If you’re planning an extended trip overseas, you might be overwhelmed with excitement at the thought of seeing new sights, meeting new people and researching a brand new culture. But coming home to a collections notice on a forgotten, unpaid bill or learning you’ve been a victim of fraud can ruin even the best vacation. So before you go, add protecting your credit to your to-do list.
1. Make sure you don’t have any outstanding bills
Lenders typically send an invoice to collections if it’s 3 months or more past due. In most cases, they’ll contact you beforehand but you’ll want to plan ahead.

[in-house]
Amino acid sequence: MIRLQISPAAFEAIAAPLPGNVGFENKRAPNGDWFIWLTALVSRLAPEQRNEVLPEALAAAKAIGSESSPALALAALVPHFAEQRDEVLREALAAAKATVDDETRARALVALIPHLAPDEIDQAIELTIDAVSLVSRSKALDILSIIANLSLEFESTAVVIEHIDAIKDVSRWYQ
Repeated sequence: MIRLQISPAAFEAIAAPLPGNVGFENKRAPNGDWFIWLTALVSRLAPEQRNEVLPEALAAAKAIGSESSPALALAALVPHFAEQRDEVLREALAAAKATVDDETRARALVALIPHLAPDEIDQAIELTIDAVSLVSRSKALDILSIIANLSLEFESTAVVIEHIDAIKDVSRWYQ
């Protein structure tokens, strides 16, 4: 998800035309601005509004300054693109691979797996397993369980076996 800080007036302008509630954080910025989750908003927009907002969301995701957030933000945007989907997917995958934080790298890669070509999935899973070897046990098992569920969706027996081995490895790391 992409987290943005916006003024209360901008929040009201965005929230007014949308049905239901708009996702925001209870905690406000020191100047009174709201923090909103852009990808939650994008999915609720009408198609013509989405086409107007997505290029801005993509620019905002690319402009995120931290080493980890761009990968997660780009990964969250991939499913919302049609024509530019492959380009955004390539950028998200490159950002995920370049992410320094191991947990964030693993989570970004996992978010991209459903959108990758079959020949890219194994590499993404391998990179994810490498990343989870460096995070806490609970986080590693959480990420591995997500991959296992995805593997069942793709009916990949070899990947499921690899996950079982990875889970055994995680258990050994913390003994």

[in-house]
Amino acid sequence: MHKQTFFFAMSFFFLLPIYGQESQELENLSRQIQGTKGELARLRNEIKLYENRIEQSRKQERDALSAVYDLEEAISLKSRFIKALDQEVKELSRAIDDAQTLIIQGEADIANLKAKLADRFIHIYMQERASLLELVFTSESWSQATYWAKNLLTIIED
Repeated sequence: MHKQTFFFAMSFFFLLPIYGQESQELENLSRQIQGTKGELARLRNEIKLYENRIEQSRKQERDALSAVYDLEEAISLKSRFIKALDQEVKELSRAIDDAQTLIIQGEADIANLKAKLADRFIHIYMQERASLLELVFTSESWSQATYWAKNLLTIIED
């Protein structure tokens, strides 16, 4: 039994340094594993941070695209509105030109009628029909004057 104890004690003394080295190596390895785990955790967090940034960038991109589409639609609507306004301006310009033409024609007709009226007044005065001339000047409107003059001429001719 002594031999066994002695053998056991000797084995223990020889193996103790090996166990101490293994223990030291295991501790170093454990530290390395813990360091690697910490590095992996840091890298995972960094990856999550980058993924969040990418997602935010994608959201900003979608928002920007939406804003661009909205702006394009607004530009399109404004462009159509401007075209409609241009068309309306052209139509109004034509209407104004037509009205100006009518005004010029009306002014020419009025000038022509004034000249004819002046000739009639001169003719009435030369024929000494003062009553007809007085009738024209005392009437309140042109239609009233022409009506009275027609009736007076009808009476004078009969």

Make a list of all of your outstanding bills. If some allow you to make automatic payments from your bank account, make sure to enable this feature. As for the rest, outlay cash before you leave. If you’re unable to pay the full balance on a single, enable your creditor know about the situation. Most creditors will work along with you if they know you plan to pay for.
2. Appoint anyone to handle your financial affairs
A power of attorney is a document that effectively appoints someone else to act on your behalf in a few instances. In this case, you might think about a special power attorney since it limits what that person can do. For instance, you can provide a trusted family member or friend a unique power of attorney to spread out your mail to get bills and access your money to pay for those that will come due while you’re out of the country.